Anxiety: How It Can Affect Your Life

Anxiety: How It Can Affect Your Life

Anyone can experience anxiety every once in a while. It comes, then it goes. That's why many don't think of it as a big deal. People have come to accept that it's normal. But in some cases, anxiety sticks around longer than expected, and it can impact one's life severely.

There's more to anxiety than just being paranoid, worried, and nervous - even about the little things. Anxiety has symptoms and side effects that you should look out for.

This disorder can occur at any point in your life. But before you seek any kind of treatment, you must first be sure about the problem. Is it really anxiety? How can you tell?

Because it's considered common, anxiety can sometimes be difficult to identify. But there are physical symptoms that can help you confirm your suspicions.

One of the most alarming signs are sleeping problems like insomnia, and digestive issues, such as nausea and stomach pain. When you’re nervous, you might find your heart pounding hard and your body trembling with abnormal sweating. Common symptoms include the following:

It’s worth noting that there are different types of anxiety, like generalized anxiety disorder (GAD), social anxiety, and phobias. Some of them have exclusive symptoms that are not mentioned above. These unique symptoms are associated with the person's specific fear or phobia.

The symptoms may be a result of substance abuse, serious medical concerns, and traumatic life events. They can be triggered immediately or show up years later.

Anxiety disorders affect your physical and mental health. Many experts believe that anxiety forms in the amygdala, the part of the brain that is responsible for our emotional responses.

Constant panic attacks cause our brains to regularly discharge stress hormones like adrenaline, which is supposed to be released only on high-stress occasions. But when you have it on a long-term and daily basis, your physical health can be in danger.

Your immune system will be weakened, putting you at risk of diseases and infections. The stress hormones can also lead to hyperventilation, which often makes one feel faint, dizzy, and weak.

Anxiety can, overtime, lead to heart diseases - as it increases the possibility of blood flow interruptions. In other words, heart attacks. Even if you’re otherwise healthy without heart complications, anxiety can precipitate cardiac issues, if left untreated for a long duration of time.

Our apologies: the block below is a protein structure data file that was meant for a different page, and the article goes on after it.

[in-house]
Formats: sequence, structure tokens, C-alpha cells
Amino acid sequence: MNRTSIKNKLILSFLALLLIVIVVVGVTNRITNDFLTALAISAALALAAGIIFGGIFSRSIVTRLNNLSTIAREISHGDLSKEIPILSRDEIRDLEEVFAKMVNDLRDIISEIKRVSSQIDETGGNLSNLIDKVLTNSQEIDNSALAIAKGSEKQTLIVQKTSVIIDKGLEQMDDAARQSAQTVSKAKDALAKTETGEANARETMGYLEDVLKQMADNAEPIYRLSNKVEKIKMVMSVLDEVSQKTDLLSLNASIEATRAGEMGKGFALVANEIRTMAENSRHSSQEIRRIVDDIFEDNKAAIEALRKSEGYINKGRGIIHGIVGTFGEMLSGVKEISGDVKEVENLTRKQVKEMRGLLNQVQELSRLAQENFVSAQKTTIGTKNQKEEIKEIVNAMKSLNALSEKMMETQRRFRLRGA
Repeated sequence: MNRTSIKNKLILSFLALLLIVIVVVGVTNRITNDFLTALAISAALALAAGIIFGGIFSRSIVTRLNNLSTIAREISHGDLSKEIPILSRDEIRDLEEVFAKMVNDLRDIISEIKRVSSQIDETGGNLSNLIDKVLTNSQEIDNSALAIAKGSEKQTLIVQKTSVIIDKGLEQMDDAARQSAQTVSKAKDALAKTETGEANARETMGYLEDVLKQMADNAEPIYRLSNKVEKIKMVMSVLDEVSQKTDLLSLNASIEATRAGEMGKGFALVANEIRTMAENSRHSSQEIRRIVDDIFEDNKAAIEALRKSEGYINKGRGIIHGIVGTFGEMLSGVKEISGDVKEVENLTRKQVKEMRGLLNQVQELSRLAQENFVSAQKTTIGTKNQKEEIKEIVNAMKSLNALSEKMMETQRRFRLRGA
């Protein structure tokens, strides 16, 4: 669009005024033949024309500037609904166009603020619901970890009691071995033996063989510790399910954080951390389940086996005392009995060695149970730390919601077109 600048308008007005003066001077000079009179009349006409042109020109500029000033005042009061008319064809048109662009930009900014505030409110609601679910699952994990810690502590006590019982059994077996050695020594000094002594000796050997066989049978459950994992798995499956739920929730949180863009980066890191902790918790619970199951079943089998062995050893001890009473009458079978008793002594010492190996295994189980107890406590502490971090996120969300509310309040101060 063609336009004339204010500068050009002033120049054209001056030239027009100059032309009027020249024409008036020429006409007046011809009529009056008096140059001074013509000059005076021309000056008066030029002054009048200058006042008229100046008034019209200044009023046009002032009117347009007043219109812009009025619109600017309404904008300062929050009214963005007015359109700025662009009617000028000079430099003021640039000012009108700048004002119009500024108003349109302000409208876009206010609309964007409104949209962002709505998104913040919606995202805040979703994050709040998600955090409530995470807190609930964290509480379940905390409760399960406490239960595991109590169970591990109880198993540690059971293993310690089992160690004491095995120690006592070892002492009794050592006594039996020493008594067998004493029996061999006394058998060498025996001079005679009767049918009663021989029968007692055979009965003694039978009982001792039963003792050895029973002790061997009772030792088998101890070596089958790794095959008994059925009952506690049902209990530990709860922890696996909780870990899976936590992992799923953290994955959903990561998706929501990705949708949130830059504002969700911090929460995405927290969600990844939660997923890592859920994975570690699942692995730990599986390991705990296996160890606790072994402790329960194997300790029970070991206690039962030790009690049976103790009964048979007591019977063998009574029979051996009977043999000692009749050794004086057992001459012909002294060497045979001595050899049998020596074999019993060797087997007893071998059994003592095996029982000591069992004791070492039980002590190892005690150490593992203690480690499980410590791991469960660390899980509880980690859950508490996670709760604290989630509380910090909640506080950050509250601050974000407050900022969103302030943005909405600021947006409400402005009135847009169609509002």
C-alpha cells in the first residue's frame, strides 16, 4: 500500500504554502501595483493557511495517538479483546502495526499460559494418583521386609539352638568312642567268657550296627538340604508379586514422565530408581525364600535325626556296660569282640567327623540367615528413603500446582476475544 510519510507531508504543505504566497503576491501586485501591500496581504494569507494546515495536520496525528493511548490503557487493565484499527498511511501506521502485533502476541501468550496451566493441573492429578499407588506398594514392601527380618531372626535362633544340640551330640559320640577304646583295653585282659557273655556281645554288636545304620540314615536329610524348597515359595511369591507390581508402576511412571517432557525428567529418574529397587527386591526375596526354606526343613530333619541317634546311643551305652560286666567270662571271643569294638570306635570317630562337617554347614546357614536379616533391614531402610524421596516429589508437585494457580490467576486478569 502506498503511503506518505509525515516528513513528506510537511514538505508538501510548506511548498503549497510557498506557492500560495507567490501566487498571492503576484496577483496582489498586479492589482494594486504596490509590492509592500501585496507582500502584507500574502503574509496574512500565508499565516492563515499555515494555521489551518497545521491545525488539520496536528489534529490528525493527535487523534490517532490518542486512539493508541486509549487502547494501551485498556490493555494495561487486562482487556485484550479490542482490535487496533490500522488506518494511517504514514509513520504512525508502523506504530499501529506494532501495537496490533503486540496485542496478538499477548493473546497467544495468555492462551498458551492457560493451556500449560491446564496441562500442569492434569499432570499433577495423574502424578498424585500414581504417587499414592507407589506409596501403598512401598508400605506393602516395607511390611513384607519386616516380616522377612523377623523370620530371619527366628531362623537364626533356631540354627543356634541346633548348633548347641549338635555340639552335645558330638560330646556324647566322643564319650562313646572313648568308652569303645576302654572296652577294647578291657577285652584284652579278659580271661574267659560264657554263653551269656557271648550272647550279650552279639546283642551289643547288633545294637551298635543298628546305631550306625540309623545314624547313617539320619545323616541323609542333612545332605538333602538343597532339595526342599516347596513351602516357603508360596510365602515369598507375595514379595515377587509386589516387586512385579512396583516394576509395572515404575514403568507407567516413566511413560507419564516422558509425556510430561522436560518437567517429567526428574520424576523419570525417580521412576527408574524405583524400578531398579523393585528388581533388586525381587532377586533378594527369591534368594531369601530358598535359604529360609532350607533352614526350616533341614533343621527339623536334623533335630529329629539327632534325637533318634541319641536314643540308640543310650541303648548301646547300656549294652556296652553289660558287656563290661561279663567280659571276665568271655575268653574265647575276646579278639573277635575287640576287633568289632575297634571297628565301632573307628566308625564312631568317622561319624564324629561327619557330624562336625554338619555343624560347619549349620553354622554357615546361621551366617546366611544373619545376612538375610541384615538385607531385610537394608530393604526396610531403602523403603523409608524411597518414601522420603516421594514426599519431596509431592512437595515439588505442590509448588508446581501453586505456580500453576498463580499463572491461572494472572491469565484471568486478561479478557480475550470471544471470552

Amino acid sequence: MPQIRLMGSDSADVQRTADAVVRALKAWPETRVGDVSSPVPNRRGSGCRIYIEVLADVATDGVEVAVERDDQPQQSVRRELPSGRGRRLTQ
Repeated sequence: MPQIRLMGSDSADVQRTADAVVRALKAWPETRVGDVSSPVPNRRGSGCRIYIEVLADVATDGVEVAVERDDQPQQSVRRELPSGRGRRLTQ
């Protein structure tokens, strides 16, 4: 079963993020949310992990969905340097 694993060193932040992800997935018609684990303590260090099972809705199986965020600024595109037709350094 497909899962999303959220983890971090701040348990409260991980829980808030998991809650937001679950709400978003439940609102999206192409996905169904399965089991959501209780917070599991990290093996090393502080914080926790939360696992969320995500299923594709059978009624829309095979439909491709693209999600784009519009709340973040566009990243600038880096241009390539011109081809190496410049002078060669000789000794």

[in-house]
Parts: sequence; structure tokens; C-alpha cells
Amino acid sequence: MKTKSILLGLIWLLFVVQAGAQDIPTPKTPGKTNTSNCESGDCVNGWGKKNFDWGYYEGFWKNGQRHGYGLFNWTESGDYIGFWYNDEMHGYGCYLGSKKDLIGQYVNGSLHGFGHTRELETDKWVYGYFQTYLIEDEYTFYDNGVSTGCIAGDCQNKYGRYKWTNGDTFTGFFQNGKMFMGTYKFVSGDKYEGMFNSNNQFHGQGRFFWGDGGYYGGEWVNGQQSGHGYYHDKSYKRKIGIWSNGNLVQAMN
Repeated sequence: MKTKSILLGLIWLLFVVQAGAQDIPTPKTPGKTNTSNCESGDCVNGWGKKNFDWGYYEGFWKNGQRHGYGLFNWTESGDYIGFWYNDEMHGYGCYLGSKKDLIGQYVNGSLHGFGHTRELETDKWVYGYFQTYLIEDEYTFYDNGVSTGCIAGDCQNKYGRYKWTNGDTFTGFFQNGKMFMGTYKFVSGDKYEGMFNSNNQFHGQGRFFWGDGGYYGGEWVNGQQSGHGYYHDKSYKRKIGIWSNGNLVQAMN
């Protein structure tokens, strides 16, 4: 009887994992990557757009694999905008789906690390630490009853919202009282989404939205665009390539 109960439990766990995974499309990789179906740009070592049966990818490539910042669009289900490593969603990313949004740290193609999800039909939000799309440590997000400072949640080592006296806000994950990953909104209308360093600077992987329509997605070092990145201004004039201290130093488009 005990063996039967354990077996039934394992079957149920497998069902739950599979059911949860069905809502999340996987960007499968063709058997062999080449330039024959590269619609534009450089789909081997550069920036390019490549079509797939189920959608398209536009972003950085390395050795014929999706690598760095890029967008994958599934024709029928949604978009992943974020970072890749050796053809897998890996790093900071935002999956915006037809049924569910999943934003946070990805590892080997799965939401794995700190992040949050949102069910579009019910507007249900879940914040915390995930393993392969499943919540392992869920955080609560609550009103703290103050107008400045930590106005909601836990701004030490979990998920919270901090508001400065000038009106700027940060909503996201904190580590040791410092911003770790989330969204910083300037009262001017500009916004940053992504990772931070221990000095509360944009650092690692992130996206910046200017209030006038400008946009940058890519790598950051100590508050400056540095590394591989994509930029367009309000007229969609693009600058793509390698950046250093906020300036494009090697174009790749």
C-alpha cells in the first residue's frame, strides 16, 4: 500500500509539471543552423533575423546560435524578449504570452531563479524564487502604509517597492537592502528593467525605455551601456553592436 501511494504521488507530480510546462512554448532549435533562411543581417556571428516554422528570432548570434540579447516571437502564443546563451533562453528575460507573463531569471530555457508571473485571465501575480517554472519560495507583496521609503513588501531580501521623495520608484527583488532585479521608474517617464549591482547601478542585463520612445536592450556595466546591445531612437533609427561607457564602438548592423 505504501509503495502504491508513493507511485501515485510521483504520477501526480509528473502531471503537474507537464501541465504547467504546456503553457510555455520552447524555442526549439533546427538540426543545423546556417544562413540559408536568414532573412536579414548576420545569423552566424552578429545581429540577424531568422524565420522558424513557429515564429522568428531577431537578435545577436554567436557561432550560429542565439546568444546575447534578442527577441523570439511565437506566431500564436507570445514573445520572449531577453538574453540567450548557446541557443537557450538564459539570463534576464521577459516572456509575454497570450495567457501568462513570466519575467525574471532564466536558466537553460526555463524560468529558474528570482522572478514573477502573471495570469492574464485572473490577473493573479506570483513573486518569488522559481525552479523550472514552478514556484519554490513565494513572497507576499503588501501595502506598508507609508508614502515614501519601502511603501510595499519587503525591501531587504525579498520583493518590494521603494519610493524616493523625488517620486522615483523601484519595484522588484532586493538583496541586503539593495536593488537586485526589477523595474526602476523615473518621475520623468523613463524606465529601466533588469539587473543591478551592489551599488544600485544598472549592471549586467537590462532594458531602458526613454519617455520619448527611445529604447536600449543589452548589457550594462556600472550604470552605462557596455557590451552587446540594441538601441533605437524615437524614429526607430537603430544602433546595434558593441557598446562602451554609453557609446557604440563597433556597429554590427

Cortisol, one type of stress hormone, shuts down the process of any system in the body that's not needed for immediate high-stress situations. One example is the digestive system. That's why different digestive disorders occur with anxiety, which often lead to loss of appetite.

The physical effects can bring about another consequence - social issues. Anxiety can lead to depression, low self-esteem, isolation, hypersensitivity, and other negative factors to your social life.

Practice self-care. Eat well and sleep well. Keep your mind and body active. Avoid the things that trigger the symptoms. Reach out to friends more.

However, some cases need more than that. To completely relieve yourself of anxiety, seek professional help. Here at Empire Care Clinic, we can help assess your situation and offer a solution that will improve your overall well-being. Reach out today!

Reach Out

Other Articles

Psychologists and Psychiatrists, Know the Difference

Psychologists and Psychiatrists, Know the Difference

ADHD

Help for ADHD

ADHD: What It Is And What Is Isn’t

ADHD: What It Is And What Is Isn’t

Anxiety

Anxiety: How It Can Affect Your Life

Depression

Depression

Depression and how to Manage

Depression and how to Manage

Bipolar Disorder

Bipolar Disorder

Schizophrenia

Schizophrenia

What is OCD?

What is OCD?

Panic Attacks

Panic Attacks

Grief and Loss

Grief and Loss

OCD

OCD

PTSD

PTSD

What you need to know about PTSD

What you need to know about PTSD

×
Home About Us Services Fees Blog Schedule Now